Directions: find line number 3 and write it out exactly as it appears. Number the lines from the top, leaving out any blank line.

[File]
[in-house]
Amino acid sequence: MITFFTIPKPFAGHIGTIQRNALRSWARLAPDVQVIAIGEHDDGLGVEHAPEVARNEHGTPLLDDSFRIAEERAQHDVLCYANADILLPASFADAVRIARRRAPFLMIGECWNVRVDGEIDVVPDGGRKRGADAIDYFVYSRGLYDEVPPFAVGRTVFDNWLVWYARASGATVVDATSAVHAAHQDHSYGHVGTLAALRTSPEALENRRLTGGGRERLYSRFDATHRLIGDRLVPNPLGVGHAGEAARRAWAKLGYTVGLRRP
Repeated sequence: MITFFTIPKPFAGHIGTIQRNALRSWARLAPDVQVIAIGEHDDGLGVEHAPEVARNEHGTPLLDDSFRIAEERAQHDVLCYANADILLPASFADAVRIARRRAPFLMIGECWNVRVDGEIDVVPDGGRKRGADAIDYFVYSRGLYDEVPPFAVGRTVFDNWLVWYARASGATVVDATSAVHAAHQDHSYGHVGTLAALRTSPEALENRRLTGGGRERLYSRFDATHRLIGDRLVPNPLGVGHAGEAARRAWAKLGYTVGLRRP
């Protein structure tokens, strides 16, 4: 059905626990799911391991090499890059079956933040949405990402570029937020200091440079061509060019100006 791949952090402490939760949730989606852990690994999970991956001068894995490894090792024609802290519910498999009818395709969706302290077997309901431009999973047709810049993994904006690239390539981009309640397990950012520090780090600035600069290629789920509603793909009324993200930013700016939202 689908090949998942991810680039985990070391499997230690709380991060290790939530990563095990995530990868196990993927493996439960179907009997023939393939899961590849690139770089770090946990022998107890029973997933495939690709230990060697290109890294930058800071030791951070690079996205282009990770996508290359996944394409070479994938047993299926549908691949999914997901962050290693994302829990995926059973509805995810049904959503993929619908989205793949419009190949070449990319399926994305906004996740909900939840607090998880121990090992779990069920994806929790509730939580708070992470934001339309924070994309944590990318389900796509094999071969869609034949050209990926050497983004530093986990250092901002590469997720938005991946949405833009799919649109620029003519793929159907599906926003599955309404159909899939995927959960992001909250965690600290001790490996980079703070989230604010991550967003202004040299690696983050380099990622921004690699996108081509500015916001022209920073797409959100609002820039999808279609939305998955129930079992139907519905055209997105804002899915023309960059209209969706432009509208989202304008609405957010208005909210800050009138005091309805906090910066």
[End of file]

Repeated sequence: MITFFTIPKPFAGHIGTIQRNALRSWARLAPDVQVIAIGEHDDGLGVEHAPEVARNEHGTPLLDDSFRIAEERAQHDVLCYANADILLPASFADAVRIARRRAPFLMIGECWNVRVDGEIDVVPDGGRKRGADAIDYFVYSRGLYDEVPPFAVGRTVFDNWLVWYARASGATVVDATSAVHAAHQDHSYGHVGTLAALRTSPEALENRRLTGGGRERLYSRFDATHRLIGDRLVPNPLGVGHAGEAARRAWAKLGYTVGLRRP